If I were Prime Minister I would restore the dignity of disabled people, who are currently paying the price of austerity in blood. The books are currently being balanced – or frankly, not balanced – on their backs, and on the backs of the unemployed and working poor. In other words, the people who did the least to cause the banking crisis, and who are least able to withstand austerity.
So I would invert the austerity pyramid. From now on every single piece of legislation passed by my government would have to have a test – does it reduce child poverty? There is absolutely no excuse for children to go hungry in the seventh richest country in the world.
I would implement a living wage lifting people out of benefits. I would outlaw zero hours contracts unless an employer could satisfy a committee they were absolutely essential to their individual business and then monitor them. I’d embark on a social and affordable housing building revolution not seen since the postwar period.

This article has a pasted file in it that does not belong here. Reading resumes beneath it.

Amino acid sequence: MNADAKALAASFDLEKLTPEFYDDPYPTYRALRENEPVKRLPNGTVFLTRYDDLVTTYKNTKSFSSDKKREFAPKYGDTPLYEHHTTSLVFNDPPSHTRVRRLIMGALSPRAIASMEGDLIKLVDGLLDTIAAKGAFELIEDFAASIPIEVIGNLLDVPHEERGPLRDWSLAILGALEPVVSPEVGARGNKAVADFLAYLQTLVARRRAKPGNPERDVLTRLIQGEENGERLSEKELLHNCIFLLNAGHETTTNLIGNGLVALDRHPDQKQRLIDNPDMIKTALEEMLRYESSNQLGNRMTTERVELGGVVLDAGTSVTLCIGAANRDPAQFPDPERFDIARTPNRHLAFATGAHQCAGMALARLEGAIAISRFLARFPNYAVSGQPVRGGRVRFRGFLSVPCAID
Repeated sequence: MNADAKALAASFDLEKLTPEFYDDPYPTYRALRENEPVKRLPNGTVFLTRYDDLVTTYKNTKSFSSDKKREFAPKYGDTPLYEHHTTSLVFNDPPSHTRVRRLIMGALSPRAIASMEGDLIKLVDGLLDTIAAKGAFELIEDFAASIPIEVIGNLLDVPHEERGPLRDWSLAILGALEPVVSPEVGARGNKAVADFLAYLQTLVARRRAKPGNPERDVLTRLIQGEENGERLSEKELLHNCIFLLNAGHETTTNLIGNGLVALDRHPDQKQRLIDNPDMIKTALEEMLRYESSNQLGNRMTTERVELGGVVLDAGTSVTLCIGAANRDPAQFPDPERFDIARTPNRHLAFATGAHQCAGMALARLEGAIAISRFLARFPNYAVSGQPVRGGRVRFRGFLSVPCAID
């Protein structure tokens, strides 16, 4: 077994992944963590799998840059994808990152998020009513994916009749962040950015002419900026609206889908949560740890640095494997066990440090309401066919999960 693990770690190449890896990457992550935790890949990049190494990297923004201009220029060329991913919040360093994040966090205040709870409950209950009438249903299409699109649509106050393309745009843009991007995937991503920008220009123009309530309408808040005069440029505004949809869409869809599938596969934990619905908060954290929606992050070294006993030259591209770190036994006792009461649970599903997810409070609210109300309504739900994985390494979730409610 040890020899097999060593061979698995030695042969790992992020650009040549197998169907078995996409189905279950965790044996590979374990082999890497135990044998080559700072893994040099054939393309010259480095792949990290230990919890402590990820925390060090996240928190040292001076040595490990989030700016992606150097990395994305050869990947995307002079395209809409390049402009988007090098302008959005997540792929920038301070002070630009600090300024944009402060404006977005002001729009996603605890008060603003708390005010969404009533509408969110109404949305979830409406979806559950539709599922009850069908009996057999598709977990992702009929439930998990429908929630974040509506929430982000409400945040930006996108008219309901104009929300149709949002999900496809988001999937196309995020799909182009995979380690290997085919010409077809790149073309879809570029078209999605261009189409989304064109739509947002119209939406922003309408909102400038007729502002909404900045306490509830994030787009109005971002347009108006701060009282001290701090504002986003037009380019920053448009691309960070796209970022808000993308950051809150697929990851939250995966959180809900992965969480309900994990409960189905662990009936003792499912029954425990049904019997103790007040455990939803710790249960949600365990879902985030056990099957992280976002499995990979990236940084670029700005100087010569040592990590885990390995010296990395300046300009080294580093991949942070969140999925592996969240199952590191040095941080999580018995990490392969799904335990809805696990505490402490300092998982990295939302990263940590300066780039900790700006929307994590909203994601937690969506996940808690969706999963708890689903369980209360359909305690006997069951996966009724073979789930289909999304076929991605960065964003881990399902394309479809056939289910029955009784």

I'd end the Bedroom Tax, and save the axed Independent Living Fund (for Britain’s most profoundly disabled people) for current users, while a new model is designed for the future. And my government would ban private companies profiting from huge government contracts, passing them back into the hands of the state or social enterprise.
I’d explain to the country that the cost of benefit fraud is £1.1bn and the amount underpaid to claimants due to error is £1.6bn. And that the "tax gap" caused by avoidance and evasion is £34bn by conservative estimate and could be as much as £119bn. Every penny from closing that gap would go to lifting families out of poverty.